3 years

A Moveable Feast

Indebted to Pleasure

Shylashri Shankar is a senior fellow at the Centre for Policy Research, New Delhi
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We now break more food boundaries for the pure joy of it

WE, IN INDIA, have to be thankful to bread and lemonade for catalysing revolutionary sentiments. We have all heard the story of how revolutionaries communicated through messages hidden in naans and chapatis during the 1857 war of independence. We also know that the trigger for the revolution was the use of pig and cow fat in the grease that encased every Enfield bullet. But few of us, me included, know how important bread and lemonade were in stoking rebellion among the 19th century youth of Bengal. Nabinchandra Sen (1847-1909) says in his autobiography that the primary force that made him a Brahma Samaji was bread, because Brahmos had no restriction on its consumption.

‘There was no need of any more logic for a glutton like me to realize or digest the glory of Brahmaism and its truth. Since I came to the city from the village, I believe this great circular thing called bread as the sacred fruit of immortality in the Kali Age.’

Bipin Chandra Pal (1857-1927) narrates a similar incident pertaining to lemonade, translated in an article on a historical overview of the Bengali platter in Sahapedia. Lemonade was produced and sold by Muslims, and hence it was taboo for Hindus to drink it because it could ruin their caste status. But Pal did it anyway and was thrashed by his father. A few weeks later, Pal fell seriously ill, and the doctor suggested lemonade as medicine.

‘Now to have revenge on my father, I turned my face and resolved amidst a room full of people not to have water touched by a Muslim. My father said that it was alright. There was no ritual restriction on medicine... medicine itself is Narayana. After a lot of pampering like this, making a lot of fuss, at last I had the Muslim made lemonade from my father’s own hand.’

From these two stories, it is clear that that one can transgress ritual boundaries connected with food for considerations of pleasure, or for rebellion, or for medical reasons. All three reasons, ironically, do not produce guilt in the transgressor. And of the three, pleasure and rebellion are intimately linked, as is evident from another story by Pal. He had a cousin who initiated Pal and other boys to the forbidden foods: bread and biscuits. On the pretext of buying flour to make the paste to bind their notebooks, Pal and his friends would enter the shop selling bread. He writes: ‘We would bring hot bread and biscuits inside our shirt pockets or inside our dhotis, and at night, after our guardians slept, we would bring these out... In this way, even while staying at Sylhet, my binding consideration of religion and caste were internally totally broken.’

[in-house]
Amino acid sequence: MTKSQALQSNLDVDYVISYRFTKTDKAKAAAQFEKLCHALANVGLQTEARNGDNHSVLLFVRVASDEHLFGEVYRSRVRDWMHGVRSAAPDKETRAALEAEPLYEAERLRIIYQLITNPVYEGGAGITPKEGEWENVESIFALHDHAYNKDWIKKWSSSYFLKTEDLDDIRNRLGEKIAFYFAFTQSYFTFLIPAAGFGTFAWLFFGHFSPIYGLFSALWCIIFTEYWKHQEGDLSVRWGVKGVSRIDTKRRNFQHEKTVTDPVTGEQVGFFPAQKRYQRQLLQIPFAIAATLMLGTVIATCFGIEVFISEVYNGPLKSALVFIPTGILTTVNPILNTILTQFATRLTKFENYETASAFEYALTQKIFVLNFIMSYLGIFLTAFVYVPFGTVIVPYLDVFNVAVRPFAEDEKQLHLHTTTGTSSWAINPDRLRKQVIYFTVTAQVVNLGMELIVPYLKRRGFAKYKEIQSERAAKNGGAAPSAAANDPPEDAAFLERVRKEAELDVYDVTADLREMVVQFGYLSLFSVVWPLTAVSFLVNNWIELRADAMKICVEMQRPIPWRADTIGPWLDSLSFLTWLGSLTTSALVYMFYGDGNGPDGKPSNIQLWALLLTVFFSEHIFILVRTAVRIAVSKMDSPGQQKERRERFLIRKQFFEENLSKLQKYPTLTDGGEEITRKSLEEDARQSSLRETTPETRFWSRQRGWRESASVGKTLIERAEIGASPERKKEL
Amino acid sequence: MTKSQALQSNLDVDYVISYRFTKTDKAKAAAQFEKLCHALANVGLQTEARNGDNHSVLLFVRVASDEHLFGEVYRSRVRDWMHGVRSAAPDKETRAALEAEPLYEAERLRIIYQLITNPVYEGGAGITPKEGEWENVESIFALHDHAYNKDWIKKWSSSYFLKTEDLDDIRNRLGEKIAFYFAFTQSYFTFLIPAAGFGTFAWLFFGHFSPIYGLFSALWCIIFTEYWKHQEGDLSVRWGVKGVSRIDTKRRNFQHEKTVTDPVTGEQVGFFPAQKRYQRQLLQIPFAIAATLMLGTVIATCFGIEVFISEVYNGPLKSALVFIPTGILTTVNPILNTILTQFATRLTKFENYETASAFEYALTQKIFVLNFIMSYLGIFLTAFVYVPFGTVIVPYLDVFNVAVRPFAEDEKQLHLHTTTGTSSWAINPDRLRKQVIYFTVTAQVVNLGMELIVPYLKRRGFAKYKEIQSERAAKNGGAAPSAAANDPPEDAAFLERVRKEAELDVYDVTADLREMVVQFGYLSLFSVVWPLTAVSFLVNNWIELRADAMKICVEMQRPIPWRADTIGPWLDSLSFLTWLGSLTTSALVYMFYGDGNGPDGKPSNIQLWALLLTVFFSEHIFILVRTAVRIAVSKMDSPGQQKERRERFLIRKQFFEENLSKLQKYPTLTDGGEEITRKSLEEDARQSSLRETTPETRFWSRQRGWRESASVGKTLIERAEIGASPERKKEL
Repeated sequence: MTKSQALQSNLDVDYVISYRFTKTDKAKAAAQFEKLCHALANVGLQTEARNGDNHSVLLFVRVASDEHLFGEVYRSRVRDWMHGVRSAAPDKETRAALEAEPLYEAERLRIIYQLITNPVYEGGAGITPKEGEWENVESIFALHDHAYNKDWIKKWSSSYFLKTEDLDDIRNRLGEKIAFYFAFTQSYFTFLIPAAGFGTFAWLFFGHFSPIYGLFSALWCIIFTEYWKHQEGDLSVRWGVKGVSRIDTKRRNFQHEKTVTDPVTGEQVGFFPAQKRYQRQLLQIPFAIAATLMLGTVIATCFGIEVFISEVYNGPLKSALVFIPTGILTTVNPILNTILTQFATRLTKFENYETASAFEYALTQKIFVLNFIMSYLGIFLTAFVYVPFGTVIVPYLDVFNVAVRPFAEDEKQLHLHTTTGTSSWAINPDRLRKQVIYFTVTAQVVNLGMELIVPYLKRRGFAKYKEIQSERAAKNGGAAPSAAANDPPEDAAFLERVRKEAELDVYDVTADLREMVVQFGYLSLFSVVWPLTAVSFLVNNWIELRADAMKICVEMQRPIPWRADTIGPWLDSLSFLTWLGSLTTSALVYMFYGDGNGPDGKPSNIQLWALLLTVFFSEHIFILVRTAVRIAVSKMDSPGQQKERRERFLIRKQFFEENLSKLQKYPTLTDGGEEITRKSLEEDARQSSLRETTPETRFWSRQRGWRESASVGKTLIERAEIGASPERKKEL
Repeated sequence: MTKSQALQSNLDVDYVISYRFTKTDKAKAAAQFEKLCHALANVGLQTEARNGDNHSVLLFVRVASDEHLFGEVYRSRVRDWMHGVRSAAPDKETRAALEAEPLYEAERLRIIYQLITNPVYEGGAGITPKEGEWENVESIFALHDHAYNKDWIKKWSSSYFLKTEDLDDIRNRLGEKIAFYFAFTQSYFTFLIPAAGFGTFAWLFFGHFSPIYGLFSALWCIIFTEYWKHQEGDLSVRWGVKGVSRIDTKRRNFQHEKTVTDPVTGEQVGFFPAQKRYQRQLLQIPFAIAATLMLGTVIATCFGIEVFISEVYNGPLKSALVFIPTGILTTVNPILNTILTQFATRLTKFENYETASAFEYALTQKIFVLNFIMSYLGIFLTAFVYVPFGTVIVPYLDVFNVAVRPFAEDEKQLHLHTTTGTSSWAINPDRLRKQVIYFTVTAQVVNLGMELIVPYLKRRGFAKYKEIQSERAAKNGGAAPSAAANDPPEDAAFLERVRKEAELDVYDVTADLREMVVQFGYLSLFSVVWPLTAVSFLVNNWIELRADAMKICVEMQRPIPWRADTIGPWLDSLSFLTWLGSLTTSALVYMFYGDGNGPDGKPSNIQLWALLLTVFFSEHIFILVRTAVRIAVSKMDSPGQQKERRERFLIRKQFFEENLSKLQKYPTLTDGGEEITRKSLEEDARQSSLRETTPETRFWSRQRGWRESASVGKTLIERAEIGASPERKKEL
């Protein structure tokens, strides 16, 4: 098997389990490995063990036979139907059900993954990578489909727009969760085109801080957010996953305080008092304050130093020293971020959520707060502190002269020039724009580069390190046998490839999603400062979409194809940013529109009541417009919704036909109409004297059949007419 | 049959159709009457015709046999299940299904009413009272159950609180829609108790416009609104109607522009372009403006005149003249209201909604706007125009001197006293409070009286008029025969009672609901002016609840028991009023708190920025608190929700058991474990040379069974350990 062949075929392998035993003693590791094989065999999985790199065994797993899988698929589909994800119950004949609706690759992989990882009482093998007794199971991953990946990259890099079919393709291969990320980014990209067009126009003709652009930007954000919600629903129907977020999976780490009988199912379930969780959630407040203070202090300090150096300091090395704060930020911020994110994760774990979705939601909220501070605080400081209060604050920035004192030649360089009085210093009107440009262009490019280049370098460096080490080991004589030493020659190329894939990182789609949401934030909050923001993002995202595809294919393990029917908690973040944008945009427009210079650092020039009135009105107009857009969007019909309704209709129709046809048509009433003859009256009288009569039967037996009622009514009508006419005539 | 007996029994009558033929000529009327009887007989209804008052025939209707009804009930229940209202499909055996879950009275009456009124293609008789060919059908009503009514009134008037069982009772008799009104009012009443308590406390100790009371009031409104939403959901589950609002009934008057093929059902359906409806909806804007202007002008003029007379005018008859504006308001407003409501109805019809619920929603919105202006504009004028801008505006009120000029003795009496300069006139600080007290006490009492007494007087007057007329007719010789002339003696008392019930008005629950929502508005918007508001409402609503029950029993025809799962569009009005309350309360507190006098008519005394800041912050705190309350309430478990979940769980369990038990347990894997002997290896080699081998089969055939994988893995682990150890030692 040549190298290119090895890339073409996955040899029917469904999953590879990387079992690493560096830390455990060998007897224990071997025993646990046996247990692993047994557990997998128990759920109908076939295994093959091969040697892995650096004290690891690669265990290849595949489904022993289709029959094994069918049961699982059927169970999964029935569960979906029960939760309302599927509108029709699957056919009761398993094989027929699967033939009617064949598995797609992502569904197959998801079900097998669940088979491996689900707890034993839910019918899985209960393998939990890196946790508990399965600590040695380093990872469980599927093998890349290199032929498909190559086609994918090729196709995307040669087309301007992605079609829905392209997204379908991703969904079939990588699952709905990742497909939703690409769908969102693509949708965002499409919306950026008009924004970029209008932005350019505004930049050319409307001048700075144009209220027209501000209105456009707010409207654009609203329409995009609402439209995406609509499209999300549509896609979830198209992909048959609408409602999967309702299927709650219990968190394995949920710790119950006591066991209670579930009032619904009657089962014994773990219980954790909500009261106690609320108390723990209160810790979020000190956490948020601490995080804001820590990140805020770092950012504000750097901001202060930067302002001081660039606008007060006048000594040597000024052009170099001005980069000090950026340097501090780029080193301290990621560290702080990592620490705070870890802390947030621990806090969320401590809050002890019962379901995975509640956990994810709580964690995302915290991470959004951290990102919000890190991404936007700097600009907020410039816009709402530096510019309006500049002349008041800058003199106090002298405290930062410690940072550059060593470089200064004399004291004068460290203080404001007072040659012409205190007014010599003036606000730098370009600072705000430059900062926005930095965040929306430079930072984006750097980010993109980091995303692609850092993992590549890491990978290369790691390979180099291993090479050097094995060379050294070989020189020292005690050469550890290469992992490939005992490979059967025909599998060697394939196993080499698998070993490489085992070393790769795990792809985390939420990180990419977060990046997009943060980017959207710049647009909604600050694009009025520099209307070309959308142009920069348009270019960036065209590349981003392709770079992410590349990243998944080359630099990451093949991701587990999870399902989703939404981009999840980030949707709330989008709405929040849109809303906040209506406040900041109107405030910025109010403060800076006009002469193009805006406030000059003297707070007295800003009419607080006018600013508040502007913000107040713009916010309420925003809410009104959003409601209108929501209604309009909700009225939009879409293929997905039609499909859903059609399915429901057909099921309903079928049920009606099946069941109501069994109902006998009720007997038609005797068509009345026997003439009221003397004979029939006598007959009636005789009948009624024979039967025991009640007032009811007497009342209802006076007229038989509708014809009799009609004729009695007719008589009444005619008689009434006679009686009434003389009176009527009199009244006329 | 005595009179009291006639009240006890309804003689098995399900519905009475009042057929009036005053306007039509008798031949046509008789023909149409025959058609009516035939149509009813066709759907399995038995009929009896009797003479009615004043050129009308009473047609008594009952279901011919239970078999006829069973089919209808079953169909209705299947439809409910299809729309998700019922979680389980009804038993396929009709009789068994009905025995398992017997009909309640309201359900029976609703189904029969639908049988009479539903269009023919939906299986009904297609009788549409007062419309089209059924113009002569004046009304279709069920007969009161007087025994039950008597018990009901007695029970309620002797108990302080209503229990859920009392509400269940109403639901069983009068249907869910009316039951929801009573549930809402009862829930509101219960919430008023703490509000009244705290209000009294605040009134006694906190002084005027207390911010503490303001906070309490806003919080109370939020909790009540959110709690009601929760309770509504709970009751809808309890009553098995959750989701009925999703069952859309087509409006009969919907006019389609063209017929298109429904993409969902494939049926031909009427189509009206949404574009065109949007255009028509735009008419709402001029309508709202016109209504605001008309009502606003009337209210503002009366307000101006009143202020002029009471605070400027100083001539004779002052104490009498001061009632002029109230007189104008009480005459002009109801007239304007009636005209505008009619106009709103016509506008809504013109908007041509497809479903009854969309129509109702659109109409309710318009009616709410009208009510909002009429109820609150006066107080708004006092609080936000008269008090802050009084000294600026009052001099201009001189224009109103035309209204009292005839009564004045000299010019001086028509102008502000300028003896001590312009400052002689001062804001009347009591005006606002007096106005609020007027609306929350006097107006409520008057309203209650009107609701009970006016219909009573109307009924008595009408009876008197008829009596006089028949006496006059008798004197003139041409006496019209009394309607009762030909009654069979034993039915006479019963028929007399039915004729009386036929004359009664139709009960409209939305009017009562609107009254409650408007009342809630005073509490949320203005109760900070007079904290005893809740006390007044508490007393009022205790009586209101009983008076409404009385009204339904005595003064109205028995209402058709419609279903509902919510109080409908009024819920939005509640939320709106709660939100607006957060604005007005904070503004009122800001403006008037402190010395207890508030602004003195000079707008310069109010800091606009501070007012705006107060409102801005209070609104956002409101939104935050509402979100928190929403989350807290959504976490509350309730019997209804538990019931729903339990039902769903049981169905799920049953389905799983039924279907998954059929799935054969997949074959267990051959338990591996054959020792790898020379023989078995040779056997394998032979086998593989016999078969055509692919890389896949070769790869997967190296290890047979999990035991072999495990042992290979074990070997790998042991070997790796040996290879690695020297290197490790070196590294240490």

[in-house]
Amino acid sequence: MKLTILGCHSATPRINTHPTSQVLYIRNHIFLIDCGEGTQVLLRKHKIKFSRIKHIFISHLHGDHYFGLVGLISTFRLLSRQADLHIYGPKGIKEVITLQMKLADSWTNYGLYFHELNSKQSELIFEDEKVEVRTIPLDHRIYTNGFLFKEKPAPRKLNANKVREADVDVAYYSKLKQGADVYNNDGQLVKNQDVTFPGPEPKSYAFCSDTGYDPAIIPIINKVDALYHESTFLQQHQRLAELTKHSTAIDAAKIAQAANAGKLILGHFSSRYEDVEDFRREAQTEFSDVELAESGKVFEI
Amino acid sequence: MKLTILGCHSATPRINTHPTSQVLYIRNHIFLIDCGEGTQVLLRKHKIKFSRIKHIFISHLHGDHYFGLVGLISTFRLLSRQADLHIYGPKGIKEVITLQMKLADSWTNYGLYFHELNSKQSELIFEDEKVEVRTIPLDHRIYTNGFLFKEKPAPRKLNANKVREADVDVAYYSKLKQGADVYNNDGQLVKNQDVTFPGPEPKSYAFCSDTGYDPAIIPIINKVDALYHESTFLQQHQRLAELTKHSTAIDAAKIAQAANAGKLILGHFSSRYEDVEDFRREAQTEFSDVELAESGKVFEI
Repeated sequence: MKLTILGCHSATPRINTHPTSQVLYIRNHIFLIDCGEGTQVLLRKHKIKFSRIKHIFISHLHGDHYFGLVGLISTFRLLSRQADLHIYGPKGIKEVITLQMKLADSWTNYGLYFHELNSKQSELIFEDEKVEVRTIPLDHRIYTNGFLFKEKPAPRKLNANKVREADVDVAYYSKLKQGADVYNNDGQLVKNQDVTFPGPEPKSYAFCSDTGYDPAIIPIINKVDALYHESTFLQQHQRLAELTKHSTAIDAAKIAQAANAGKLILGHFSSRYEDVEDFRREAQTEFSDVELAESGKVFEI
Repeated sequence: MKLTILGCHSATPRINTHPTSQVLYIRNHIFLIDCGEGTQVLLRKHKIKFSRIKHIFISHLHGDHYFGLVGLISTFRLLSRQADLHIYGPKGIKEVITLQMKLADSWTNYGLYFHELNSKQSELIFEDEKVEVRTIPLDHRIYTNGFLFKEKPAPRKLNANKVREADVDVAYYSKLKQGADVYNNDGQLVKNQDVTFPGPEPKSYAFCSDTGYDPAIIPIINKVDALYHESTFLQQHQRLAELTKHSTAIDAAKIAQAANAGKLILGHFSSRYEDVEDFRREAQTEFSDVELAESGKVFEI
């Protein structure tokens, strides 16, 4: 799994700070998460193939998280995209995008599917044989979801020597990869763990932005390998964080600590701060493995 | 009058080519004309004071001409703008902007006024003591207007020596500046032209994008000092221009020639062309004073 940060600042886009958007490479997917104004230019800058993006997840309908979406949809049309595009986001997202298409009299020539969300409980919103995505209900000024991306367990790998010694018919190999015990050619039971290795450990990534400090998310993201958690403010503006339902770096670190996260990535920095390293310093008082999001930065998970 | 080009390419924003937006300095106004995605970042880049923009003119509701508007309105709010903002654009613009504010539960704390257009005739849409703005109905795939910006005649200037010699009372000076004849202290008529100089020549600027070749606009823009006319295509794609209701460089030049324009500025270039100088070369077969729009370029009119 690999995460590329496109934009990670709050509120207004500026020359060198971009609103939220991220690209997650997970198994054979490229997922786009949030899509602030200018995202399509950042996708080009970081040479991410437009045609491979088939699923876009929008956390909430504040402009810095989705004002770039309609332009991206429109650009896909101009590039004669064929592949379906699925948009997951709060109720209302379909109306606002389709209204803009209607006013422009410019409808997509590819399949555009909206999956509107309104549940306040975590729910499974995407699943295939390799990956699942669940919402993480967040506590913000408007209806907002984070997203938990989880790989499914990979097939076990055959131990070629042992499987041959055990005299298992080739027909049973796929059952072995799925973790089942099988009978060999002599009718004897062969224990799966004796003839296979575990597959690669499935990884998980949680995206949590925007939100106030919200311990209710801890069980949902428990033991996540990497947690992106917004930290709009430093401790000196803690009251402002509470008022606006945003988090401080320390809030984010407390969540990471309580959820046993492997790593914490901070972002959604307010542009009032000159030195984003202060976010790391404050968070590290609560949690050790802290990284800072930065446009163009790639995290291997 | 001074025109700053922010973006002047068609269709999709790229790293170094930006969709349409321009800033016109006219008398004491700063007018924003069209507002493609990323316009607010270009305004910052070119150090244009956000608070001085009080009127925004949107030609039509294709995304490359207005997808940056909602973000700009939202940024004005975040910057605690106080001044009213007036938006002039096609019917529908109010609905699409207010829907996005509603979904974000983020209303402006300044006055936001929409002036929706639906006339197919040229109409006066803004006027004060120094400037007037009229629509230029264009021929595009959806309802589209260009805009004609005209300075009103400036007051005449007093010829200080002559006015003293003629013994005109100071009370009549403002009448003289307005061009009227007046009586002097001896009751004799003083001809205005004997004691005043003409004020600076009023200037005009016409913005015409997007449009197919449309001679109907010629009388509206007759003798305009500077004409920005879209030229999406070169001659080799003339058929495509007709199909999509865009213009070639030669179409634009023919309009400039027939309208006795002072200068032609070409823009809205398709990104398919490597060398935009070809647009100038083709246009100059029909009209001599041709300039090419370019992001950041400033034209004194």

The forbidden quality bestowed on it by ritual and religion had enhanced the deliciousness of the bread, which then strengthened the resolve to rebel, thus weakening the bonds of religion and caste.

Transgressions through the food motif also highlight the form of modernity that Indian nationalists opted for in the 19th century. Vivekananda, for instance, represented the ‘Indian’ tradition against the European modern—admonishing Hindus to refrain from eating beef; while Nabinchandra Sen and Bipin Chandra Pal imitated the Western concept of modernity in their lifestyle and eating habits. Another Brahmo Samaji, Rajnarayan Basu said he consumed brandy in his college days as an emblem of progress and civilisation. He also ate biscuits as a protest against casteism because the bread and biscuit industry was run by lower castes and Muslims in Bengal.

One can transgress ritual boundaries connected with food for pleasure, rebellion or medical reasons. All three, ironically, do not produce guilt in the transgressor

Vivekananda wanted to rally the majority religious group of Hindus against British colonialists by appealing to precisely those taboos—against eating beef—that all Hindus adhered to, while Brahmo Samaj nationalists wanted to create a ‘modern Indian’ by challenging caste and Hindu ritual purity demands that forbade them to eat the produce of a Muslim. While the former shored up a taboo by associating it with a bigger cause, the latter broke the taboo, also by allying the act with a larger cause of creating a non-traditionally-hidebound Indian, while devouring delicious bread and biscuits washed down with lemonade. I know which group would have had my allegiance.